The Mission of Videomaker is to empower people to make video and to democratize and enrich television. We do this by communicating information about tools, technology and techniques in a way that inspires, encourages and equips for success.
"I felt like it was a mission I received and that I was just carrying out the orders to fulfill this destiny. It was certainly the most profound moment of my life – that this assignment was given to me and I was to complete it." — Matthew York, February 2006
20 years ago, Matt York had a vision and Videomaker was born. In 1986, the idea that anyone could make and share video with others was revolutionary. At that time only a few clunky consumer cameras were available, the editing process was cumbersome, glitchy and of extremely poor quality, and there were little training tools or manuals a budding producer could turn to for help. Matthew York, a graduate of Rutgers University in New Jersey, was a film and video student, but his vision took him along a different path into the unknown waters of publishing. Recently, we sat down with Matt to talk about how the vision began, why he created Videomaker Magazine and how Videomaker worked with and helped influence the companies that build the tools to help fulfill his mission of enriching and democratizing the video industry.
A Vision of a Better World
"After we saw the developments in consumer electronics technology, I had this vision that the world could be better and a different place. I believed that when lay-people make video, it would give people the chance to see how others lived and maybe help alleviate suffering."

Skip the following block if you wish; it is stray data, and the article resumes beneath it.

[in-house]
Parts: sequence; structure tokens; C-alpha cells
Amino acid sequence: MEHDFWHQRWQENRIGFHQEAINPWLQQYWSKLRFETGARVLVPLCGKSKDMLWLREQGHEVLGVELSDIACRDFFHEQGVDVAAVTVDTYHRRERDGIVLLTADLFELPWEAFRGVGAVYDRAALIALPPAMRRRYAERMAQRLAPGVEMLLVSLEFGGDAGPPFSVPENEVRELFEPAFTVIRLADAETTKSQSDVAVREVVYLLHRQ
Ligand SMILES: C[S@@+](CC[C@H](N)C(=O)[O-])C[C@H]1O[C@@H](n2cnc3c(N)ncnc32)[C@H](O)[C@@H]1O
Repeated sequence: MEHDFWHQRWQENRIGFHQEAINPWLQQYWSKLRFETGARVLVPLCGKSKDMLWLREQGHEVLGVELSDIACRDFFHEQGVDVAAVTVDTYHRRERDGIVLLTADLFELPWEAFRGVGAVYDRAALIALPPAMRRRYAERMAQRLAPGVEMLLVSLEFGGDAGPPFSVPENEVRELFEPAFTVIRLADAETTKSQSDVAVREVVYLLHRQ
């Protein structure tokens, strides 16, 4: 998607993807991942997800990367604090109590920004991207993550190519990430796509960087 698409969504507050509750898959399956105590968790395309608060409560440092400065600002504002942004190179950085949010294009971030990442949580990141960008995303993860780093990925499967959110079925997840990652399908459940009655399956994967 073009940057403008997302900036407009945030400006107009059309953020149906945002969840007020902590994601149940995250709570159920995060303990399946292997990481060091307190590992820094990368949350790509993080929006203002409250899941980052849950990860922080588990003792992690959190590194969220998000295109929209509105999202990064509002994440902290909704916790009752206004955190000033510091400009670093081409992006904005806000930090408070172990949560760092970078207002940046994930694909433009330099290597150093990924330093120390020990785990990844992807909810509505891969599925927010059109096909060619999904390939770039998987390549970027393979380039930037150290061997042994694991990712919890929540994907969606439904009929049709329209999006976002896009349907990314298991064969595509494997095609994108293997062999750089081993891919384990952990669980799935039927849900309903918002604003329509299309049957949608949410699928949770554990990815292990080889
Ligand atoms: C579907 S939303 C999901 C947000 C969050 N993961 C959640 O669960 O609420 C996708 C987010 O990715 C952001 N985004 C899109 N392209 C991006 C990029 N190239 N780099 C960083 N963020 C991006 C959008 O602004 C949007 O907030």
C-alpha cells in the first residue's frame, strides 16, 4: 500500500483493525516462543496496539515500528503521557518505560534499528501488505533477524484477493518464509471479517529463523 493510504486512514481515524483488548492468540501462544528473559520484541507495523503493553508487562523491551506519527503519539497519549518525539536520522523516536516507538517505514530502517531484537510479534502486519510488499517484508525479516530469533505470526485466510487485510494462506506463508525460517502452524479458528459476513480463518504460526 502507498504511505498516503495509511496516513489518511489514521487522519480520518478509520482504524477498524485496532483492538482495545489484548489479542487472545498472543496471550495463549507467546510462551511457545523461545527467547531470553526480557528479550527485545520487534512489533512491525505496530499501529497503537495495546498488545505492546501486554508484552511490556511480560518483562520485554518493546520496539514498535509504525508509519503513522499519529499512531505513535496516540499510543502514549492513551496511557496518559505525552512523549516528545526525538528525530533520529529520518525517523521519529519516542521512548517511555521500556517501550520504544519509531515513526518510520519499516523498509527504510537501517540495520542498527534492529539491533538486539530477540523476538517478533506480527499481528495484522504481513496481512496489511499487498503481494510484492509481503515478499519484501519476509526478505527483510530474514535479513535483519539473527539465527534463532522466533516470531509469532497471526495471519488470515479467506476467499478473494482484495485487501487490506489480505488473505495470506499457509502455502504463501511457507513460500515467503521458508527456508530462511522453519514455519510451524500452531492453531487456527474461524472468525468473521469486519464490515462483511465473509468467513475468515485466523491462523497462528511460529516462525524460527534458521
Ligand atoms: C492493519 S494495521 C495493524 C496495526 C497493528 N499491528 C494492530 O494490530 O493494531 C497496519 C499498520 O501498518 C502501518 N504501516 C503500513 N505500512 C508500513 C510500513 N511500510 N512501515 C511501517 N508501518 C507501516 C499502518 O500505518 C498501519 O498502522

Matt was frustrated by the limited resources available to the lay-person, and annoyed that video story telling was only in the hands of big studio moguls. He and his wife, Patrice, started out with an idea of selling a newsletter to budding video producers giving simple video production tips and techniques along with ways to get his or her video seen. The method of distribution and airtime was limited mostly to access TV on emerging cable systems and local Public Broadcasting stations. But while the original idea was a simple newsletter, they decided a magazine would be much better and just as easy to produce. Ignorance, as they say, is bliss.
"After I decided the difference between a mag and a newsletter wasn't so significant, I soon learned they were very different in financing. I never liked business before, it just didn't have a purpose [for me]. But then I had this analogy; all my life I knew plumbing existed but I took it for granted. But then when I had to move water around I thought oh, plumbing! Plumbing was great! Business was a mechanism to allow me to bring Videomaker to reality."
With hard work, perseverance, and dedication to their mission, Matt and Patrice, along with one full-time and five part-time employees, managed to get the funding, learn the publishing business and launch their first issue in June 1986. Videomaker Magazine was born.